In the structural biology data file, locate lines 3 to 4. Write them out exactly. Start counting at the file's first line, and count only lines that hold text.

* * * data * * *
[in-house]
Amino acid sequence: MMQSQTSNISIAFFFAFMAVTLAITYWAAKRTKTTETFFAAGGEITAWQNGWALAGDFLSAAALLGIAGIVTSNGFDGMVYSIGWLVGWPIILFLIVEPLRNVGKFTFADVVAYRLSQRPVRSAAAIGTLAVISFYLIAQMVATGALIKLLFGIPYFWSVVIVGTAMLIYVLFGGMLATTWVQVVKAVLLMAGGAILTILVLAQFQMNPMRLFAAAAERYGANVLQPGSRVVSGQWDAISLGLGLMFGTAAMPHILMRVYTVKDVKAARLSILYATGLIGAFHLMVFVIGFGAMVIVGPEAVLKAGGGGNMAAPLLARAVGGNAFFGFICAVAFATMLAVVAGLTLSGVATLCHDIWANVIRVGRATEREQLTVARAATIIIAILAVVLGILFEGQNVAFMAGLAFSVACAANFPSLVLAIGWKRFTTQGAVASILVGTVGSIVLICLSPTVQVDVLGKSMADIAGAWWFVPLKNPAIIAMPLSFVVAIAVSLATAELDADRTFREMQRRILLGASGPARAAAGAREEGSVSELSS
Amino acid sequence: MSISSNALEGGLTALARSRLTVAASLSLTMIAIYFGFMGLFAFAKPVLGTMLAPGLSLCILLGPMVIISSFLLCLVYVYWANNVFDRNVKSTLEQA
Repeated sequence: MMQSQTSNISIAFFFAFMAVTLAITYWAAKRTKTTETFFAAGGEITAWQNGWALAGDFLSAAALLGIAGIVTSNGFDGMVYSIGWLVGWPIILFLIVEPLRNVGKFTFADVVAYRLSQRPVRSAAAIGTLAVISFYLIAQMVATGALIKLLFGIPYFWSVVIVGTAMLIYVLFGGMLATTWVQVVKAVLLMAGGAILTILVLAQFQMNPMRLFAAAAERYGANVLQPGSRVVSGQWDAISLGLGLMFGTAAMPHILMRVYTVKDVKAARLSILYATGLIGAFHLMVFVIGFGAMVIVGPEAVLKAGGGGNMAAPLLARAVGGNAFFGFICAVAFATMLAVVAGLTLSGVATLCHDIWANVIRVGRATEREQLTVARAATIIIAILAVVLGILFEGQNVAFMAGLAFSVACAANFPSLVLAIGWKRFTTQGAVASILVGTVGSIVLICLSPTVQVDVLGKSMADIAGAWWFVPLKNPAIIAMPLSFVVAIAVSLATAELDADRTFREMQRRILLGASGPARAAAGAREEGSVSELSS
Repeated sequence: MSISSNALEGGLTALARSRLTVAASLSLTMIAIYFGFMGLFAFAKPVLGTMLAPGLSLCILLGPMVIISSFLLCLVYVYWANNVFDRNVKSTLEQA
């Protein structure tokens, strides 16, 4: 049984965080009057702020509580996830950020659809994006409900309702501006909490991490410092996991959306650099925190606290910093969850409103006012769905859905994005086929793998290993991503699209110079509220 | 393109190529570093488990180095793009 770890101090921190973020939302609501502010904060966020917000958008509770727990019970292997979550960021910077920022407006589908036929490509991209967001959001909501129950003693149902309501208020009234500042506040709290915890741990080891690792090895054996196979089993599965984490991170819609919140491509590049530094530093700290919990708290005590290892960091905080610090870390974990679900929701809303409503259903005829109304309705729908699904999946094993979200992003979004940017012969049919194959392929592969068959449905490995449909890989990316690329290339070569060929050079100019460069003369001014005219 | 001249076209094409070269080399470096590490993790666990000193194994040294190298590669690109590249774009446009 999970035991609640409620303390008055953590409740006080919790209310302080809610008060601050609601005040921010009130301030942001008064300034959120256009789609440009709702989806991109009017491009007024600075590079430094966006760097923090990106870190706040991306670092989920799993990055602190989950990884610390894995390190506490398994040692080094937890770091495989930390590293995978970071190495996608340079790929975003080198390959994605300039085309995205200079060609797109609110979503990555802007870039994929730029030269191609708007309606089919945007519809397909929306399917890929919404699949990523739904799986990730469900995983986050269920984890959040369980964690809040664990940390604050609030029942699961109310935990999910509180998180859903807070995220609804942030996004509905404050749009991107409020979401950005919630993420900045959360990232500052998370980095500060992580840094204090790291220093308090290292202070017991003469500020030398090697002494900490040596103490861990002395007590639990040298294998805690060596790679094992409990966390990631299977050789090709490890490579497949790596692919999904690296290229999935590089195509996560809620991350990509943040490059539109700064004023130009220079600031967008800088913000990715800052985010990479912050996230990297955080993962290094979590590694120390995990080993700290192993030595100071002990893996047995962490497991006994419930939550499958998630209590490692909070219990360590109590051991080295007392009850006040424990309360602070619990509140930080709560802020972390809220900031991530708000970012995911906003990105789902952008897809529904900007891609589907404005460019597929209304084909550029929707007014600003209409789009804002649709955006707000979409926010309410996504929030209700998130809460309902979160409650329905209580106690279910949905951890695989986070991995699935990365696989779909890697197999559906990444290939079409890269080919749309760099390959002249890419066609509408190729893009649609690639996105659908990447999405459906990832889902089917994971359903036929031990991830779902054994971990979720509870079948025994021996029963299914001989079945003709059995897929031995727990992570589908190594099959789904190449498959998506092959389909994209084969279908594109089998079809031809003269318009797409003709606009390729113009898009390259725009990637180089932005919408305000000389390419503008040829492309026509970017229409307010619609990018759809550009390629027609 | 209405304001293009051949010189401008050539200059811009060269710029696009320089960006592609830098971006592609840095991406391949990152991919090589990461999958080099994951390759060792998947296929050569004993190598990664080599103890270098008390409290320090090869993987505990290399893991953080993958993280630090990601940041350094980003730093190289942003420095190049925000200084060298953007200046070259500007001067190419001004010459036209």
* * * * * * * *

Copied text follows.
Amino acid sequence: MSISSNALEGGLTALARSRLTVAASLSLTMIAIYFGFMGLFAFAKPVLGTMLAPGLSLCILLGPMVIISSFLLCLVYVYWANNVFDRNVKSTLEQA
Repeated sequence: MMQSQTSNISIAFFFAFMAVTLAITYWAAKRTKTTETFFAAGGEITAWQNGWALAGDFLSAAALLGIAGIVTSNGFDGMVYSIGWLVGWPIILFLIVEPLRNVGKFTFADVVAYRLSQRPVRSAAAIGTLAVISFYLIAQMVATGALIKLLFGIPYFWSVVIVGTAMLIYVLFGGMLATTWVQVVKAVLLMAGGAILTILVLAQFQMNPMRLFAAAAERYGANVLQPGSRVVSGQWDAISLGLGLMFGTAAMPHILMRVYTVKDVKAARLSILYATGLIGAFHLMVFVIGFGAMVIVGPEAVLKAGGGGNMAAPLLARAVGGNAFFGFICAVAFATMLAVVAGLTLSGVATLCHDIWANVIRVGRATEREQLTVARAATIIIAILAVVLGILFEGQNVAFMAGLAFSVACAANFPSLVLAIGWKRFTTQGAVASILVGTVGSIVLICLSPTVQVDVLGKSMADIAGAWWFVPLKNPAIIAMPLSFVVAIAVSLATAELDADRTFREMQRRILLGASGPARAAAGAREEGSVSELSS